An Abundance of Katherines by John Green (2006)
An Abundance of Katherines tells the story of Colin Singleton, aged 17 and “noted child prodigy” obsessed with making anagrams. He has just been dumped for the nineteenth time by a girl named Katherine when his best friend Hassan decides that all Colin needs is a road trip. So they hit the road, destination: nowhere.
Shortly after having started their spontaneous road trip they decide to make a stop in Gutshot, Tenessee, to see the alleged burial site of the Archduke Franz Ferdinand. There, they meet the Wells family: Lindsey Lee Wells is the tour guide for the gravesite and her mom, Hollis, the owner of the only factory in Gutshot, which gives employment to more than half of the population. Hollis offers the two boys a job which consists on interviewing workers or ex-workers of the factory and provides them with room and board in her big pink mansion.
Before long, Hassan starts dating Lindsey’s friend Katrina while Colin is learning that there is more than one way to “matter” than becoming famous since, as he says, there is a notable difference between being a “child prodigy” and a genius. Also, Lindsey is helping Colin construct his mathematical Theorem to make an accurate guess of how any relationship is going to be as well as its duration, but, can love really be predicted?
Colin Singleton: He is a 17-year-old child prodigy, weepy and self-absorbed. He also apparently has a spot for girls named Katherine since he’s dated nineteen of these – all of them ending up dumping him. Colin loves anagramming, reading and learning languages. It is mentioned in the story that he is “half-jew” although not religious.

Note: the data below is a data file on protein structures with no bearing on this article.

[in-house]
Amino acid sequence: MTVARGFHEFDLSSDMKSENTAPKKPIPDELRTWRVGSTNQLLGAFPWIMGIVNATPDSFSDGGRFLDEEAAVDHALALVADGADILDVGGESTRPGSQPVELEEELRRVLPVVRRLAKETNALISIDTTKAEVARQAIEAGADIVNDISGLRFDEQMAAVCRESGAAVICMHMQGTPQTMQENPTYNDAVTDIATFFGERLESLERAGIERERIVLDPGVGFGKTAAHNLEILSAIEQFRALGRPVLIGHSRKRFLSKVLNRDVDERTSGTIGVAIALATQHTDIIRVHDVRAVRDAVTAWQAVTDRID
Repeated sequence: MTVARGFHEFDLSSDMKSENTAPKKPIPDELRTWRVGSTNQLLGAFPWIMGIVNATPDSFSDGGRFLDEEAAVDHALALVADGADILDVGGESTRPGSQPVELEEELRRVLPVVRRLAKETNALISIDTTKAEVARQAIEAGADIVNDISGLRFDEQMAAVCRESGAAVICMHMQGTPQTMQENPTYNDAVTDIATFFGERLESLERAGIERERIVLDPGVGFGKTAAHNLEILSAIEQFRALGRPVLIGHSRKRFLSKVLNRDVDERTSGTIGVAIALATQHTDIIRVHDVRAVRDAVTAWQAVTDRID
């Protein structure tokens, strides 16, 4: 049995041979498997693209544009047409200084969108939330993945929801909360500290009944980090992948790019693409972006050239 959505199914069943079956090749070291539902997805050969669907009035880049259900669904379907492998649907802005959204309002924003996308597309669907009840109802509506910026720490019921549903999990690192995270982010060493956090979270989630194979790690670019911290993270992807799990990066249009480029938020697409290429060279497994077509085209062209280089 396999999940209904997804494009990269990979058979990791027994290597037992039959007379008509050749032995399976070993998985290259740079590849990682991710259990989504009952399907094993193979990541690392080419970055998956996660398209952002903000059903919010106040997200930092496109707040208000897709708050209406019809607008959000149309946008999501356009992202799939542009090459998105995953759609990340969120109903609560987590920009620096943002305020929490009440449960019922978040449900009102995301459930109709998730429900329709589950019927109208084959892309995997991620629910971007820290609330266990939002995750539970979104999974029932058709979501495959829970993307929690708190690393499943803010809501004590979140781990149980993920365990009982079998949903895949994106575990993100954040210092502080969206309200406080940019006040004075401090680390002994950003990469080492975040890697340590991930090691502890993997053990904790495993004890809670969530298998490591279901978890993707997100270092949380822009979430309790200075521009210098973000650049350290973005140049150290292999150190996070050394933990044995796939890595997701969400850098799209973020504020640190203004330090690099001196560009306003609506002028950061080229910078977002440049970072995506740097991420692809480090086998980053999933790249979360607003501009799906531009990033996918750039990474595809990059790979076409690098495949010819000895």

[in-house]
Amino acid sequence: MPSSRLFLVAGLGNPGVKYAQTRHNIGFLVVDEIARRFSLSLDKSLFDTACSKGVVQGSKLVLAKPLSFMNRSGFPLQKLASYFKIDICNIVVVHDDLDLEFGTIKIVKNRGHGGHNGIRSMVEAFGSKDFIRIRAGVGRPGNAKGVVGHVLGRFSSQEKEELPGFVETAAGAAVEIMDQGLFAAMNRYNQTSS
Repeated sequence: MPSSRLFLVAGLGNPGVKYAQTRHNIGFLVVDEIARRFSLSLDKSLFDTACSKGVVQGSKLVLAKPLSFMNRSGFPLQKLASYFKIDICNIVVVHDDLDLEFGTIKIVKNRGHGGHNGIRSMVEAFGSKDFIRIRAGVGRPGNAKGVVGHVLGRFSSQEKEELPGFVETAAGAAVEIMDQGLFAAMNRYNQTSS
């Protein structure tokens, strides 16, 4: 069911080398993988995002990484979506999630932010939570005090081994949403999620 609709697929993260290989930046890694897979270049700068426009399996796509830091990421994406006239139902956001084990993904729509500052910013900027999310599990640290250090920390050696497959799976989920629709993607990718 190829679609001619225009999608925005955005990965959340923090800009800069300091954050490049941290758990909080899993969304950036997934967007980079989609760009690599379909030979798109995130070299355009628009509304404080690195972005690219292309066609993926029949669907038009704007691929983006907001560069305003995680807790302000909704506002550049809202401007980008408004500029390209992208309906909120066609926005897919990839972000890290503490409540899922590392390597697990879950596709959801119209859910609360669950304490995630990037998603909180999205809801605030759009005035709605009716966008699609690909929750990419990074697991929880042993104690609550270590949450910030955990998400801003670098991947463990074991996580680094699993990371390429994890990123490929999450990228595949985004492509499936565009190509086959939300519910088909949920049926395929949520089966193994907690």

Hassan Harbish: Colin’s best friend, he’s corpulent as well as funny and witty. He usually introduces himself to people as “Hassan Harbish, Sunni Muslim. Not a terrorist”. Hassan is quite lazy and loves eating. He dates Lindsey’s friend Katrina and claims to be a huge fan of TV show Judge Jury.
Lindsey Lee Wells: A 17-year-old girl from Gutshot with a bubbly personality. She helps Colin with his theorem and teaches him how to tell a good story too. She’s been in a relationship with a guy named Jake for two years although she feels as if he doesn’t love her back, or at least hasn’t claimed he does so. She seems to be a charming smiley girl but she is in fact a really introspective character.
My personal opinion:
I’ve loved this book just as much as all the previous John Green books I’ve read previously, his writing is delightful. The book has a touch of humour brought in by Hassan (as well as Lindsey’s witty comments and Colin’s unusual ones) but also makes a convincing argument about how important stories are to changing the reader, and maybe even changing the world. I love all the little side notes at the end of the pages that include interesting facts (which have definitely taught me new things) and explain how various formulas work. I was also amazed by the fact that the main formula that Colin is working on throughout the novel is actually real, any other author would’ve made up a fake formula but Green took the time to consult a friend of his (a Mathematician) and also think of the results of anagramming various words.
Who would I recommend it to?
I’m quite sure this book is more focused to a teenager-adult public, so I’d recommend it to teenager and young adult. The novel is entertaining, funny and charming.